DEAR DIDI: My dog has so many toys of all colors and shapes. He has definite preferences, though, so we wonder if he is color blind. He tends to ignore the pretty bright red ones that we thought he would like the most and goes for boring blue! –True Colors in Manteca
DEAR TRUE COLORS: Are dogs colorblind? Yes. Can dogs see color? Yes. You are probably horribly confused now! Let me explain. The eyes of both people and dogs contain special light catching cells called cones. Humans have three types of cones, whereas, dogs only have two types. This means that your dog does see color, but not the full range and intensity that we do. This explains the term “colorblindness” in a human. A colorblind person is missing one type of cone cells and therefore can’t see a certain range of colors.
There have been many tests run in this field. The most efficient test I have read involved shining beams of colored light into the dog’s eyes at an angle. We then analyze the pattern or spectrum of light that is reflected back and then compare it to the pattern that is produced when the same light is shined into human eyes. Colors we see are not necessarily the same as a dog sees them.
Interestingly, the majority of toys on the market for dogs are in the bright red, orange or yellow range, which are not colorful to dogs. Which leads us to believe that those colors are chosen mostly to entice the human to pick it up and take it to the cash register. Your observations of your own dog were spot on. Blue is the key color that dogs can see vividly!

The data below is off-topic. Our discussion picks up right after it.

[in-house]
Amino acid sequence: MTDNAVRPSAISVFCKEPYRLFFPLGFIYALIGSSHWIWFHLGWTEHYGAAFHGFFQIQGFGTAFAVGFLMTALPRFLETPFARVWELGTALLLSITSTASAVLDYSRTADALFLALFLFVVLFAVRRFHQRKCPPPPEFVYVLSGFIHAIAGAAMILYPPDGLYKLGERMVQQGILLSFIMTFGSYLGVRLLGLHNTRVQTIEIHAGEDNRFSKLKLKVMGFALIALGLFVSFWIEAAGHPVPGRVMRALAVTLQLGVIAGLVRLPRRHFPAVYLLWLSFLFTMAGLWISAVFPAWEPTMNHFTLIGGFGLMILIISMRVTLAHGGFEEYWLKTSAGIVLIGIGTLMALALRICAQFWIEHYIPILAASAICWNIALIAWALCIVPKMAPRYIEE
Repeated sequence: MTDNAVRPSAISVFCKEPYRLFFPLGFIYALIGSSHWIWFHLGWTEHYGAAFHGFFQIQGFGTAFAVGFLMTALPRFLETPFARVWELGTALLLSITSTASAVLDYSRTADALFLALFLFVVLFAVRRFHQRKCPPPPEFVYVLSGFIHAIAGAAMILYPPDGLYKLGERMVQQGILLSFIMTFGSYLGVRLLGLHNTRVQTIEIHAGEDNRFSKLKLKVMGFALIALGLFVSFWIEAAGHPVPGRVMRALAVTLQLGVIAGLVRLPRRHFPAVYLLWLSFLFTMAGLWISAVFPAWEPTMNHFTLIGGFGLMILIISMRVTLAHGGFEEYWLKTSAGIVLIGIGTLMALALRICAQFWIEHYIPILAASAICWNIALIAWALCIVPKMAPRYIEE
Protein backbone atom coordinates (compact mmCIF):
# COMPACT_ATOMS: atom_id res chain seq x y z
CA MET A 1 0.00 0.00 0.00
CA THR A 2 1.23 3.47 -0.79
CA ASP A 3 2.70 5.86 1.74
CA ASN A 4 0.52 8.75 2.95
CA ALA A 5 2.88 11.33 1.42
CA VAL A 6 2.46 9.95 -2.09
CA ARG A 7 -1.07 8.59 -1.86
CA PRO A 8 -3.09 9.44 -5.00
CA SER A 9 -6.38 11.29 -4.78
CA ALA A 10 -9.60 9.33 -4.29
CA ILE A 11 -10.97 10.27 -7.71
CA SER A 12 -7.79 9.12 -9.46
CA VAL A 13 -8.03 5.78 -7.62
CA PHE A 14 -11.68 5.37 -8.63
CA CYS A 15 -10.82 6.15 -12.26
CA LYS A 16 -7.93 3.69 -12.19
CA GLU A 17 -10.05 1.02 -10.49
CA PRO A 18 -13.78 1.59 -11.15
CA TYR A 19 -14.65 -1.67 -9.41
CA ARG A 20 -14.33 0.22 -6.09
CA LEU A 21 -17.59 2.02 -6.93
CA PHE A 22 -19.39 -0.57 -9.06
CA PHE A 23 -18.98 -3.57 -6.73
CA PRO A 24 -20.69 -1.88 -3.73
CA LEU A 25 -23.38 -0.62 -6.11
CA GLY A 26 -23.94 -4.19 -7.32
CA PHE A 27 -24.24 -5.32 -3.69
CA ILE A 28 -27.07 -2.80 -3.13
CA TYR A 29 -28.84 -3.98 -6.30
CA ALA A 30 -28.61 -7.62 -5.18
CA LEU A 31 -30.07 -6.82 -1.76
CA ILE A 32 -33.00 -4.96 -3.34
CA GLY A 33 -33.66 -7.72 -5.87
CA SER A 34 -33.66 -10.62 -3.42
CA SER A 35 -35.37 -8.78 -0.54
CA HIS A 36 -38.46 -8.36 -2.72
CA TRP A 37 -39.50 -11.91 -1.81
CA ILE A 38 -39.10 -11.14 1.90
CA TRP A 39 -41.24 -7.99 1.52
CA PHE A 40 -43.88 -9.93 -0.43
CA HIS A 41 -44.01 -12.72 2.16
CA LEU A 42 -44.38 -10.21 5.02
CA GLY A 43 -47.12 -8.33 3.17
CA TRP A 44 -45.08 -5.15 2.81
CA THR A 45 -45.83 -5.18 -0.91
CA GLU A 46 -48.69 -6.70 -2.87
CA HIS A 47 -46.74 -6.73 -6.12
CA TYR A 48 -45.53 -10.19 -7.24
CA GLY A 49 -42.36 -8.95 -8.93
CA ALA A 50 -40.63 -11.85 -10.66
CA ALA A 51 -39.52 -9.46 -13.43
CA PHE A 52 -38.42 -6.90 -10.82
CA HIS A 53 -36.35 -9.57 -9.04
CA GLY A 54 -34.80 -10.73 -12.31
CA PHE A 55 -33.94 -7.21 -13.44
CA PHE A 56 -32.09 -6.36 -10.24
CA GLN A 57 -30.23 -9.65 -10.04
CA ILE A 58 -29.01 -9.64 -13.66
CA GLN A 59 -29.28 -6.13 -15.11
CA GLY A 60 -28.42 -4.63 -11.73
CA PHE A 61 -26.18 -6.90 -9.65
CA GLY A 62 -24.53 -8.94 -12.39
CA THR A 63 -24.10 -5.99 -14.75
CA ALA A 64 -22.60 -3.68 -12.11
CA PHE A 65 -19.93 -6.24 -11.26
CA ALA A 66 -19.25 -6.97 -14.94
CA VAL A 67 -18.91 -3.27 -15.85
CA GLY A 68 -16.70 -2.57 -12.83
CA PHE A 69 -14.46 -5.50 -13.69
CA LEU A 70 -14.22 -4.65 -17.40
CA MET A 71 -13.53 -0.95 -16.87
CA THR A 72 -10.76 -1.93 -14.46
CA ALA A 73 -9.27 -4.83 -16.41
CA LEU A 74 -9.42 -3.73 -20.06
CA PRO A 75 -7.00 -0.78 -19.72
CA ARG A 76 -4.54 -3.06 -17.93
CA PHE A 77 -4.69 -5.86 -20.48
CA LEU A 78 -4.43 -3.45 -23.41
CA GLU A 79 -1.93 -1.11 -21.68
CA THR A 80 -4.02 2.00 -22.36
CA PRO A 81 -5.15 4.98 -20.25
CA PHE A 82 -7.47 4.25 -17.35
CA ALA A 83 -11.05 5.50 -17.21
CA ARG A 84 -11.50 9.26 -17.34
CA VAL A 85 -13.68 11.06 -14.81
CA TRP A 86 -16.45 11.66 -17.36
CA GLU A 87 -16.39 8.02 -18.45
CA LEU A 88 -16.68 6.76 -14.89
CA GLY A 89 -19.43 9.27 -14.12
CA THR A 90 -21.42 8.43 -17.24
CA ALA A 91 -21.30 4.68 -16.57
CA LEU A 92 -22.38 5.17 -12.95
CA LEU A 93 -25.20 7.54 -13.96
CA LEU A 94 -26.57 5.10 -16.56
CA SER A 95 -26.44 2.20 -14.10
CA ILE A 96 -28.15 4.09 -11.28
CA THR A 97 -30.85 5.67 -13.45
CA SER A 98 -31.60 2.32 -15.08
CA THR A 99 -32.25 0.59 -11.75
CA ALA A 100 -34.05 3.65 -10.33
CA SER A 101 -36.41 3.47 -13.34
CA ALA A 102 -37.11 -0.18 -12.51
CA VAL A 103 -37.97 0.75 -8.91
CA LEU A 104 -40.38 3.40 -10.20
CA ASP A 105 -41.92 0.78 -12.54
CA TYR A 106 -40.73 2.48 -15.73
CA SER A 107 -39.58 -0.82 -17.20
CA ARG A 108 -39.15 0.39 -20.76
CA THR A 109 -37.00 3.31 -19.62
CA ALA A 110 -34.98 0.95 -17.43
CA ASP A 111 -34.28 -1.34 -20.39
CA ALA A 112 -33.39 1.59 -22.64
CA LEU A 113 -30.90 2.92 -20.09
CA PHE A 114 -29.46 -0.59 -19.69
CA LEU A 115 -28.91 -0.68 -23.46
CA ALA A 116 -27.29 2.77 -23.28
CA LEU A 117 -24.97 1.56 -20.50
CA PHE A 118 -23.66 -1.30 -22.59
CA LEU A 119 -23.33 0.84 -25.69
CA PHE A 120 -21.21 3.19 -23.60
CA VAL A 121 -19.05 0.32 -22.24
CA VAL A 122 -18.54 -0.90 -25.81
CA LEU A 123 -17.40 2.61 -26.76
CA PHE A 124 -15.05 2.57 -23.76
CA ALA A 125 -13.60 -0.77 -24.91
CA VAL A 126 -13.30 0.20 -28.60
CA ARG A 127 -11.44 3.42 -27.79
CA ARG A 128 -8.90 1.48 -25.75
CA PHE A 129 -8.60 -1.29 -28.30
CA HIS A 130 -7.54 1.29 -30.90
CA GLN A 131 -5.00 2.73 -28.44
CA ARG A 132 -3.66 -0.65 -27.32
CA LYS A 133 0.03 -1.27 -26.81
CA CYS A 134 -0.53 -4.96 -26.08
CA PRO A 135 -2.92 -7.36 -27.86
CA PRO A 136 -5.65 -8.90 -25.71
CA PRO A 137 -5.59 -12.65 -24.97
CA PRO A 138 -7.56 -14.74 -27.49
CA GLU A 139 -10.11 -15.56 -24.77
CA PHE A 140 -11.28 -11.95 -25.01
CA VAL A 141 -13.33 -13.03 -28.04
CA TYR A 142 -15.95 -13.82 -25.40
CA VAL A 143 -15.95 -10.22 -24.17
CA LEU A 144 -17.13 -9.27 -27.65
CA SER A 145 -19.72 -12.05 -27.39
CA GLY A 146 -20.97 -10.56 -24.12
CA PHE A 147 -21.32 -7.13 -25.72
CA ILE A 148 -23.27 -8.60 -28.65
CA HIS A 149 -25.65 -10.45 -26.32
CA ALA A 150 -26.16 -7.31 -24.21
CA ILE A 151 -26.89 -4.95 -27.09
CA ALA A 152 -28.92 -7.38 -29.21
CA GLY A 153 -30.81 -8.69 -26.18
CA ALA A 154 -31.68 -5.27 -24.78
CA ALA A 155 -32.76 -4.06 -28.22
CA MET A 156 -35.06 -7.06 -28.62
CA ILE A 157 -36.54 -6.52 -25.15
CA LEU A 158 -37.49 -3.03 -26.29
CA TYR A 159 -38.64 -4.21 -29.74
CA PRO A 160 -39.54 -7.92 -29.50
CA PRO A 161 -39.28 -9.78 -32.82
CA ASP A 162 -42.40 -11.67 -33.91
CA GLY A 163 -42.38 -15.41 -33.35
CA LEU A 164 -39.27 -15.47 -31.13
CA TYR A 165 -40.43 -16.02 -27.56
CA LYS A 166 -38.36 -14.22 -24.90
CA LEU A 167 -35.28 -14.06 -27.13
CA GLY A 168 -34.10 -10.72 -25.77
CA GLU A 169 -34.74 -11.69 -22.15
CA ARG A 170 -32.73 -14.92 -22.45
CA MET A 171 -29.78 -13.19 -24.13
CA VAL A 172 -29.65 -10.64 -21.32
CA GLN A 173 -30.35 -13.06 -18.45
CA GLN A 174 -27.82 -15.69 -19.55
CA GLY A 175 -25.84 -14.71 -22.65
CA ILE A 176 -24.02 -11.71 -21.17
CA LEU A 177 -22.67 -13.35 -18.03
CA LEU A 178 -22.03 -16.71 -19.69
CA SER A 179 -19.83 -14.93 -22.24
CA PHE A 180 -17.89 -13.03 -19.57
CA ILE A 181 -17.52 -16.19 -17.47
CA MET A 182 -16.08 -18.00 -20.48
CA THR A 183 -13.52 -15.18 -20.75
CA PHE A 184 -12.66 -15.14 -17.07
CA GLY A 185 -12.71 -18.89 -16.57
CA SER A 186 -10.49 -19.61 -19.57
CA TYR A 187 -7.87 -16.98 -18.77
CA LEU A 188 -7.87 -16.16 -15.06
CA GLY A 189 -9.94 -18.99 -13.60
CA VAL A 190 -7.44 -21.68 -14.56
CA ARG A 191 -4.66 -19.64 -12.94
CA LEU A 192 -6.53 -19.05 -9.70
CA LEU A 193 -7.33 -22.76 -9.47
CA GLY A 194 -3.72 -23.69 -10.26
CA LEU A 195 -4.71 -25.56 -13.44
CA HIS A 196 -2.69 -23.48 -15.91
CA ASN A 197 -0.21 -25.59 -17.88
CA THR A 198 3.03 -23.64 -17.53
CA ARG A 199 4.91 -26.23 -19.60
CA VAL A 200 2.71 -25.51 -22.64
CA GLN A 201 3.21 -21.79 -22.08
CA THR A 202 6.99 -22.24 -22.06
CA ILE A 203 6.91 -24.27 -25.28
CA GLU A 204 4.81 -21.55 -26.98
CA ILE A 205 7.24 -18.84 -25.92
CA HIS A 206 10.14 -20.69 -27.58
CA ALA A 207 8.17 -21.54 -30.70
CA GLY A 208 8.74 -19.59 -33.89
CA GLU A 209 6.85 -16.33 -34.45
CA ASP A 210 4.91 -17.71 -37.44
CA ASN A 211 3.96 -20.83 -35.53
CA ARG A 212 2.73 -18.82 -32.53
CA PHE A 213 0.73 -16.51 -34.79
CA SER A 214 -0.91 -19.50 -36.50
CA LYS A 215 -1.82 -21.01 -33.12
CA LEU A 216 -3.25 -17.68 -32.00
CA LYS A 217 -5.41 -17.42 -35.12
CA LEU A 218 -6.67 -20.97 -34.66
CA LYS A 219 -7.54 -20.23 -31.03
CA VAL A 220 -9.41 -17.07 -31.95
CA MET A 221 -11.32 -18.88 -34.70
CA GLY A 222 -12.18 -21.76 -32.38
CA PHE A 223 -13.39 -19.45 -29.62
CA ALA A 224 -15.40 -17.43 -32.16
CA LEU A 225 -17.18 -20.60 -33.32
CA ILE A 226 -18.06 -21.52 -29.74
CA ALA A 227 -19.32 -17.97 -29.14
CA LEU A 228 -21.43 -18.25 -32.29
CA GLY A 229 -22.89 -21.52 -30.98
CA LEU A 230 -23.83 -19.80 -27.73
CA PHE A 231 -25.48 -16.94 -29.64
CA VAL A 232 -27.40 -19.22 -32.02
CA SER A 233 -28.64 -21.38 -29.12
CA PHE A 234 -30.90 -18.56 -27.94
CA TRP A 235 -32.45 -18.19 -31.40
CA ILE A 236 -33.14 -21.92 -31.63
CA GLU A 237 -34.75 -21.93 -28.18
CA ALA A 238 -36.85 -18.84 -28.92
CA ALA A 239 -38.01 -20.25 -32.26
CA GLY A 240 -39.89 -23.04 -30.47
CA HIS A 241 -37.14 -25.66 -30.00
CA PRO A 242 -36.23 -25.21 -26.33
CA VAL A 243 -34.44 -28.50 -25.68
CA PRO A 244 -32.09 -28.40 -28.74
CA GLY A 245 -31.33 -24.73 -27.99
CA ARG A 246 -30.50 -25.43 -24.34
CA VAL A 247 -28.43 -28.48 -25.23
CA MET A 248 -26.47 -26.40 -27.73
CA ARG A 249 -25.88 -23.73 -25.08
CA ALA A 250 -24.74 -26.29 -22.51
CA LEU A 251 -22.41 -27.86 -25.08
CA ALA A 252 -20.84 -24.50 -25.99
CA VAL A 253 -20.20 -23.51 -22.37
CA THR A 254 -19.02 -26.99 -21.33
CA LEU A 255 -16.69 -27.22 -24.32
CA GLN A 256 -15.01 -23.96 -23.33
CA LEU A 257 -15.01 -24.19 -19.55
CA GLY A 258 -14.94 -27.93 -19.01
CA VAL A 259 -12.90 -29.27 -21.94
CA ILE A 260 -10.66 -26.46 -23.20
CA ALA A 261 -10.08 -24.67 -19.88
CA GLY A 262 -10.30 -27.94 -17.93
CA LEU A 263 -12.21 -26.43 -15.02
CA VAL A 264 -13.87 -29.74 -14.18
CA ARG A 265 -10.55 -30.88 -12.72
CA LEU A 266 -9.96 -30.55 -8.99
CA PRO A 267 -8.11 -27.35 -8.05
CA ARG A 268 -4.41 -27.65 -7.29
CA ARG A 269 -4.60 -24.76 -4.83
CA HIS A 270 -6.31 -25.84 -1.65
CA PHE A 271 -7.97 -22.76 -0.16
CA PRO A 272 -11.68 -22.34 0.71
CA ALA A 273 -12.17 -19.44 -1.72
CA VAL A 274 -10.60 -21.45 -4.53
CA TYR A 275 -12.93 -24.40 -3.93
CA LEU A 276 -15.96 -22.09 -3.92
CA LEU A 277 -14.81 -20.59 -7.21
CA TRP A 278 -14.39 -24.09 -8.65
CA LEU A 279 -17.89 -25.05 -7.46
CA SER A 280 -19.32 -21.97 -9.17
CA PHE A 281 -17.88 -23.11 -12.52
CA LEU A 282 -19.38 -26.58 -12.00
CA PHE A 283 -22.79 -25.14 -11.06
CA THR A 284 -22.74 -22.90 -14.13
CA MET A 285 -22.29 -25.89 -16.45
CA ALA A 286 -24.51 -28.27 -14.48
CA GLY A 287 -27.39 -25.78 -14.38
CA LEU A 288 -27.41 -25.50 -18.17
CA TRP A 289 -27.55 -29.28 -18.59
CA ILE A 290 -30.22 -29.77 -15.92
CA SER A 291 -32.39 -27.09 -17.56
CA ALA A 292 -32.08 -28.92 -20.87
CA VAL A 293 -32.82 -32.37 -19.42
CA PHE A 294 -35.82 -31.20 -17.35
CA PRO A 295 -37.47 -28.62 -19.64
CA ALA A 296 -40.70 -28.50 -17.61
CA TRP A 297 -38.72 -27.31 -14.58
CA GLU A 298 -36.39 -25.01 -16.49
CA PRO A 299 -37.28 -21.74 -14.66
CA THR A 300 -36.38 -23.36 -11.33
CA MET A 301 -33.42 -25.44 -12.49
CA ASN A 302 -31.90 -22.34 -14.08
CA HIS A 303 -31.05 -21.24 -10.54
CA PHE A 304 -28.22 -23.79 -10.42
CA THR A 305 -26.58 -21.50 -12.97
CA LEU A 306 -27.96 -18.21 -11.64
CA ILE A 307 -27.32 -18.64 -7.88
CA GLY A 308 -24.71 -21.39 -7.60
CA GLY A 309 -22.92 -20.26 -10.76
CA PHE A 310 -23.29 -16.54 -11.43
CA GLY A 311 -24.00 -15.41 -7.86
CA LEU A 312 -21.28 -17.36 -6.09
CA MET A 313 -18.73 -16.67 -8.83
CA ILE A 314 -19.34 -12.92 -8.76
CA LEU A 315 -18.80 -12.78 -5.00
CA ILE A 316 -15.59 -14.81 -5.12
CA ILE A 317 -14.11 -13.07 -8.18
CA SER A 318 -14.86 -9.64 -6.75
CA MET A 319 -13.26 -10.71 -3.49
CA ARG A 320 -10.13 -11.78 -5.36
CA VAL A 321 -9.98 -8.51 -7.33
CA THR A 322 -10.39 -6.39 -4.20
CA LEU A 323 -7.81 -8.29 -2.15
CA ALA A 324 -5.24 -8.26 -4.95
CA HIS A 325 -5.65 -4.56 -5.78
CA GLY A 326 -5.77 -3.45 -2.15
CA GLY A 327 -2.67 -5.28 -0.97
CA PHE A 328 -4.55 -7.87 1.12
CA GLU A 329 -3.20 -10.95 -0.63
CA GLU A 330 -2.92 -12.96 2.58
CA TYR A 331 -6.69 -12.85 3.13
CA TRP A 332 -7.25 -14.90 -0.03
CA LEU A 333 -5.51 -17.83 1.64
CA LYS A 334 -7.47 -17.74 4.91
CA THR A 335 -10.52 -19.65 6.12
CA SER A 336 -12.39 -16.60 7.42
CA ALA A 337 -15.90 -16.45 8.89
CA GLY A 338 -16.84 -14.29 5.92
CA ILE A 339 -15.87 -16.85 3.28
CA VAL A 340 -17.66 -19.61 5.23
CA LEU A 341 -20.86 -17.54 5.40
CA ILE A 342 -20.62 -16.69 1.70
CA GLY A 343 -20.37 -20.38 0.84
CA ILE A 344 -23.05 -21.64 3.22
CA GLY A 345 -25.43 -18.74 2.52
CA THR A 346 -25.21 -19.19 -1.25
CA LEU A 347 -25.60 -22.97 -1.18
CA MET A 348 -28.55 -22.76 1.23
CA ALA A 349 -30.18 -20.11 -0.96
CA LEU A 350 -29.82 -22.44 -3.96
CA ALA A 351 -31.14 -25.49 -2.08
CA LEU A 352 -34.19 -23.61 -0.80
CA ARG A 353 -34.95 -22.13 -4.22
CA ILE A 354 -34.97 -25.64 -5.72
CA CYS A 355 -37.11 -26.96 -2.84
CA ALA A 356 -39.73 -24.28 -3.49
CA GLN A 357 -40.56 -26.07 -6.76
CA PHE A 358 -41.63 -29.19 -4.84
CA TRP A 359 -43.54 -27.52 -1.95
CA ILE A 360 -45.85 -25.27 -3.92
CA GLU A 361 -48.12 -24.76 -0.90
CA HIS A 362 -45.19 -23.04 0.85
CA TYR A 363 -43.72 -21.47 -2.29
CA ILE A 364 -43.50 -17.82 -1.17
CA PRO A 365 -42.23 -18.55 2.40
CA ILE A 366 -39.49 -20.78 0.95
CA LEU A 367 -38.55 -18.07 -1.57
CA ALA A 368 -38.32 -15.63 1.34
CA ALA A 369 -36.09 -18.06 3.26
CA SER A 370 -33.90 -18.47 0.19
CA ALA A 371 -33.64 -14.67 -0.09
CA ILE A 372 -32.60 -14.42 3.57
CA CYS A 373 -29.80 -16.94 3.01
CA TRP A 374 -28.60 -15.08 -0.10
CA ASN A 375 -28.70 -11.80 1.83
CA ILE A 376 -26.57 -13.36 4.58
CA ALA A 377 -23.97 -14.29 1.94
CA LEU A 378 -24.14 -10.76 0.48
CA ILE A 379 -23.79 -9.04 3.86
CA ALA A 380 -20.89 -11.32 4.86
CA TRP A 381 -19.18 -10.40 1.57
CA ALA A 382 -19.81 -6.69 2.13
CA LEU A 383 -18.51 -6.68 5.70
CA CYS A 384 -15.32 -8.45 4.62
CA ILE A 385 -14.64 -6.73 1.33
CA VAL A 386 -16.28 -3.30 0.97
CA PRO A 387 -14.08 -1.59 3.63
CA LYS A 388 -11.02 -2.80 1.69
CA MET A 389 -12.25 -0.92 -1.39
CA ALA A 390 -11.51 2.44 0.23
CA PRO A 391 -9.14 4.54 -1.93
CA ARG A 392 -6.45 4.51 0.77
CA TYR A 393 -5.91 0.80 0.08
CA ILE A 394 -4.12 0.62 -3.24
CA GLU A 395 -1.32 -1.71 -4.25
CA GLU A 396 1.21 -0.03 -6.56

The other type of cells that we have in our eyes are called rods. They are responsible for black and white spectrums and to notice movement. A dog’s rods are much more efficient at this than our own. We can spend 30 minutes trying to track a fly with a swatter in hand while the dog sees that same fly as clearly as a B-52 bomber flying through the room! So a red treat tossed onto a wood floor will be seen very clearly by your pooch while it is still rolling. Once it stops moving they can have difficulty separating the treat from its background.
Toys have other features built-in to entice your dog. Floppy parts, squeakers, and textures all come into play. I love hearing from each of my clients what their dog’s favorite toy is!
Dierdra McElroy is a graduate of Texas A&M University and is an Animal Behaviorist specializing in canines. If you have questions or concerns about the pets in your house, you can get them answered through a future column of Dear Didi. Email your questions or inquire about dog behavior presentations at firstname.lastname@example.org.